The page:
Mass. Town Rejects Newspaper “Condos”

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By: E&P Staff

In an old-fashioned New England town meeting, voters in Arlington, Mass., narrowly defeated the idea of grouping newspapers for street sale in multiple-paper racks community leaders called “condos.”

Members at the town meeting Wednesday voted the idea down 89-84, The Arlington (Mass.) Advocate reported Thursday in an article by staff writer Jennifer Mann.

According to the report, the idea of multiple-title racks had been under consideration for several years. A “News Rack Study Committee” was formed after resident complaints that the proliferating racks — especially the brightly colored plastic units favored by free papers — were unsightly.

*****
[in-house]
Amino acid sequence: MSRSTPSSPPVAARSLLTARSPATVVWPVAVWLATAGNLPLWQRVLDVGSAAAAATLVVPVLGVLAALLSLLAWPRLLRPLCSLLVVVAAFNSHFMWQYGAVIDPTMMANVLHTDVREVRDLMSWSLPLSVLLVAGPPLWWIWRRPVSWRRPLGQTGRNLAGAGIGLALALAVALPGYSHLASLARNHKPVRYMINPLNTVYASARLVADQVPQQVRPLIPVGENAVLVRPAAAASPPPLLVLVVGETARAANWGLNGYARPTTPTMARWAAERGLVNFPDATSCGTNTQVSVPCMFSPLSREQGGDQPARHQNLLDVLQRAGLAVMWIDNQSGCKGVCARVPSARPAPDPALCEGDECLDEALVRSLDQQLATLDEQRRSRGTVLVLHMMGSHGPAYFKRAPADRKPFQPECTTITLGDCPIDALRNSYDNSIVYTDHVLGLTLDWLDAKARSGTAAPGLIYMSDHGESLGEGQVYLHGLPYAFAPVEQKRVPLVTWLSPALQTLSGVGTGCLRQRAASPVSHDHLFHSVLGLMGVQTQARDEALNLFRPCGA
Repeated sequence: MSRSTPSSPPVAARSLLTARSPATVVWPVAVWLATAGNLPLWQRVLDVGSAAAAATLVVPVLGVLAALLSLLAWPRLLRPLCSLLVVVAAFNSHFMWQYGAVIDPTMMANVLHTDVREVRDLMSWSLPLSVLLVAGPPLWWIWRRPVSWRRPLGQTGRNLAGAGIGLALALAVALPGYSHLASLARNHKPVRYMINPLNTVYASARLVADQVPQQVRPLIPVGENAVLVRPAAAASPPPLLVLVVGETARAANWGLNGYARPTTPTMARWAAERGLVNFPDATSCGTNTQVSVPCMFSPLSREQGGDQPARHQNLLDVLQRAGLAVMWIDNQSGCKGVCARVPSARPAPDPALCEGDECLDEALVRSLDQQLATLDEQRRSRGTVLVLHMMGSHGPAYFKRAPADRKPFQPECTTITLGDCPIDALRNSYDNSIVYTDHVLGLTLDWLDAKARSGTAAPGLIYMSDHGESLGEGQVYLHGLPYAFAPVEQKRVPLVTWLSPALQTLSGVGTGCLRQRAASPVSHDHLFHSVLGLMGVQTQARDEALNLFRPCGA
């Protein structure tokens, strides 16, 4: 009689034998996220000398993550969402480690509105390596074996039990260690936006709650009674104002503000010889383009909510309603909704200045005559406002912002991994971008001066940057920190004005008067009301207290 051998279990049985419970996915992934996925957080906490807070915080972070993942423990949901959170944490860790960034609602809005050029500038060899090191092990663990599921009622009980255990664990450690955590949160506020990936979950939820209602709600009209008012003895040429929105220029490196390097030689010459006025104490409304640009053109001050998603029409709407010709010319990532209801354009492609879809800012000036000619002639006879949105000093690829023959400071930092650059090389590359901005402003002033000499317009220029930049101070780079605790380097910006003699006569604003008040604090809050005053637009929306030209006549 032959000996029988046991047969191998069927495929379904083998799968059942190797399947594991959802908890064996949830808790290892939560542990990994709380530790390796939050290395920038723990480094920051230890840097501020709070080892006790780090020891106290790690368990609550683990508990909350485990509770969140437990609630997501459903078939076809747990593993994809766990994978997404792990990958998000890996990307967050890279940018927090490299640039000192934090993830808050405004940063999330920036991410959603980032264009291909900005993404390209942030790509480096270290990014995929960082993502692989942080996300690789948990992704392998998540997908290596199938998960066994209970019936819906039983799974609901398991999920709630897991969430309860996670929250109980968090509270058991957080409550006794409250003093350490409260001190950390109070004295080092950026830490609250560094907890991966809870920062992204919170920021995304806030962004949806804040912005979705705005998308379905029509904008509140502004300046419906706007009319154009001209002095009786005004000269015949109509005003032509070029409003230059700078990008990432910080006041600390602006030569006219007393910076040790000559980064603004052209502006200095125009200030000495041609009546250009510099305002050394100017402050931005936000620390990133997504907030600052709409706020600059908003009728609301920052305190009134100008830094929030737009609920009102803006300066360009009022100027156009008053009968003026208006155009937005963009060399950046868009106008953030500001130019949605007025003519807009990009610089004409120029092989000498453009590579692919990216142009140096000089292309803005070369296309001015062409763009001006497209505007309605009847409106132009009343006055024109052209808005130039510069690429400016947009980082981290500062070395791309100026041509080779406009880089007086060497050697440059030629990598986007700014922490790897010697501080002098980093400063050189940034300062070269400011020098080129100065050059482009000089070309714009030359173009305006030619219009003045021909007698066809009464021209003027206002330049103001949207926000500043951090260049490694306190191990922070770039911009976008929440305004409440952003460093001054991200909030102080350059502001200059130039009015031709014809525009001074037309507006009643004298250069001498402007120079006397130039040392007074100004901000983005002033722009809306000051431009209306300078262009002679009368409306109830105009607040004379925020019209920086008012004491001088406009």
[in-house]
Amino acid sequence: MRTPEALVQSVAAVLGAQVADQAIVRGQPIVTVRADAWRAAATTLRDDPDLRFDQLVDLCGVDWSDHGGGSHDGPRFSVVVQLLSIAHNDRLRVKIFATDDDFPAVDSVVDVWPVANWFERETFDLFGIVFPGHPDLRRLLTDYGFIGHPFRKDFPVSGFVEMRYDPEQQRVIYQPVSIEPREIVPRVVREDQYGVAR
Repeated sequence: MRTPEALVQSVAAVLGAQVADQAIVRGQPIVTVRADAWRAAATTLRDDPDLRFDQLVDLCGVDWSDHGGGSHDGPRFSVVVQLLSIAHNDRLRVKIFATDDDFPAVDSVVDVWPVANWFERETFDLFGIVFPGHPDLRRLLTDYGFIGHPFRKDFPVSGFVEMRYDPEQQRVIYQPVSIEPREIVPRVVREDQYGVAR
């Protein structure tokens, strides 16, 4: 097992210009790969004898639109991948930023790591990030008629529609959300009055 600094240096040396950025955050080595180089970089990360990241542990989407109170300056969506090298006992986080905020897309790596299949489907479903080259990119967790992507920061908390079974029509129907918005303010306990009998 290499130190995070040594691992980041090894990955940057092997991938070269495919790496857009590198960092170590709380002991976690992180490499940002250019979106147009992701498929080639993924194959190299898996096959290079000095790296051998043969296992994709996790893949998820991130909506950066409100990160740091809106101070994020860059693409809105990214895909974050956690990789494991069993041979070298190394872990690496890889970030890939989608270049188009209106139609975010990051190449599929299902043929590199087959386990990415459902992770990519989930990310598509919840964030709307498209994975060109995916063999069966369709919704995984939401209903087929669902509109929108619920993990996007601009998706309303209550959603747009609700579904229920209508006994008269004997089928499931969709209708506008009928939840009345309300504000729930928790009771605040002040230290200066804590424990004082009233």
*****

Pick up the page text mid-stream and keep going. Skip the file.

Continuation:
Ultimately, the committee suggested placing the “condos,” or gang racks, as they are sometimes called, at various sites around the town. Papers would pay a fee, which would go to the purchase and upkeep of the racks. At a cost of about $15,000 for each newspaper condo, the committee estimated the plan would pay for itself within three years to five years.

At issue in Wednesday’s vote was not whether the town should go ahead with the funding or installation of the racks, but only whether to proceed with more planning.

Despite the closeness of the vote, the plan was a non-starter for most Town Meeting members, and generated little debate, the Advocate reported. “I think it’s a lot of nonsense for us to be building a $15,000 enclosure for newspapers,” staff writer Mann quoted one Town Meeting member, William Burke, as saying.

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